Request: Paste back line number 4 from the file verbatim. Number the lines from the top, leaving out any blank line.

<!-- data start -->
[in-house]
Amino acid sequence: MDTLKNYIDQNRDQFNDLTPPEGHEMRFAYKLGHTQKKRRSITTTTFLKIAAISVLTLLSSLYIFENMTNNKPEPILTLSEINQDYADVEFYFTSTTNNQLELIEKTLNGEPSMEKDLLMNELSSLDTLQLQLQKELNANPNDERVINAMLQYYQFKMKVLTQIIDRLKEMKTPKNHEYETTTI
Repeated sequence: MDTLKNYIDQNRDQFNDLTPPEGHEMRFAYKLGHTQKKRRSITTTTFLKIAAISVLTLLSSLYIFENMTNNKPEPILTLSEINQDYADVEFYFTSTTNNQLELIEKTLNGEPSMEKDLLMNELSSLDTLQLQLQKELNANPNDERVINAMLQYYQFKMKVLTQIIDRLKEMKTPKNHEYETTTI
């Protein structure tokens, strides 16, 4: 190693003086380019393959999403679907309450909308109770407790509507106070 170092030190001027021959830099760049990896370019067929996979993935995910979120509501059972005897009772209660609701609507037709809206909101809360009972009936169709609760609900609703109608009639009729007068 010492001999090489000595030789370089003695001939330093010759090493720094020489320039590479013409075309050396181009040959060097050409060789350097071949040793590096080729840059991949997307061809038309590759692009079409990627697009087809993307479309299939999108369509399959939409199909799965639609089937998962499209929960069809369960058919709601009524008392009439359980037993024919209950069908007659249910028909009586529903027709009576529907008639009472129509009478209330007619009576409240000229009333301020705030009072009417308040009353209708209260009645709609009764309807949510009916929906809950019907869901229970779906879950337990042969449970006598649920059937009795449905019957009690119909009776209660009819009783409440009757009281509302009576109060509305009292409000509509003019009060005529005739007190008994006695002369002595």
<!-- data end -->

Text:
């Protein structure tokens, strides 16, 4: 190693003086380019393959999403679907309450909308109770407790509507106070 170092030190001027021959830099760049990896370019067929996979993935995910979120509501059972005897009772209660609701609507037709809206909101809360009972009936169709609760609900609703109608009639009729007068 010492001999090489000595030789370089003695001939330093010759090493720094020489320039590479013409075309050396181009040959060097050409060789350097071949040793590096080729840059991949997307061809038309590759692009079409990627697009087809993307479309299939999108369509399959939409199909799965639609089937998962499209929960069809369960058919709601009524008392009439359980037993024919209950069908007659249910028909009586529903027709009576529907008639009472129509009478209330007619009576409240000229009333301020705030009072009417308040009353209708209260009645709609009764309807949510009916929906809950019907869901229970779906879950337990042969449970006598649920059937009795449905019957009690119909009776209660009819009783409440009757009281509302009576109060509305009292409000509509003019009060005529005739007190008994006695002369002595």